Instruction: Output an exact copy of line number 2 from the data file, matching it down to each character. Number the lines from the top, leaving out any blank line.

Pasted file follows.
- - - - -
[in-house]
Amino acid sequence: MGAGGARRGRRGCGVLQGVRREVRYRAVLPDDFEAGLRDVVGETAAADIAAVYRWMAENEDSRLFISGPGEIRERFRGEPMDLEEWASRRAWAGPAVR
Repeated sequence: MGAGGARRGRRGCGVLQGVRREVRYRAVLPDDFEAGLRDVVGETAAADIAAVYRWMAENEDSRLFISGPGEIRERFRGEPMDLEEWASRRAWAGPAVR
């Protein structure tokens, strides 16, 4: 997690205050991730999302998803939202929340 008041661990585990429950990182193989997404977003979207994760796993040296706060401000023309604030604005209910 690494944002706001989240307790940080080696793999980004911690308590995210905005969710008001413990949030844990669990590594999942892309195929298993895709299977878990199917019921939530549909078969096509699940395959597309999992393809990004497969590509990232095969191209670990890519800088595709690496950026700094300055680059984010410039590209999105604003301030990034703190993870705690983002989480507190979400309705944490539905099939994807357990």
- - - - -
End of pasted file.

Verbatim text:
Amino acid sequence: MGAGGARRGRRGCGVLQGVRREVRYRAVLPDDFEAGLRDVVGETAAADIAAVYRWMAENEDSRLFISGPGEIRERFRGEPMDLEEWASRRAWAGPAVR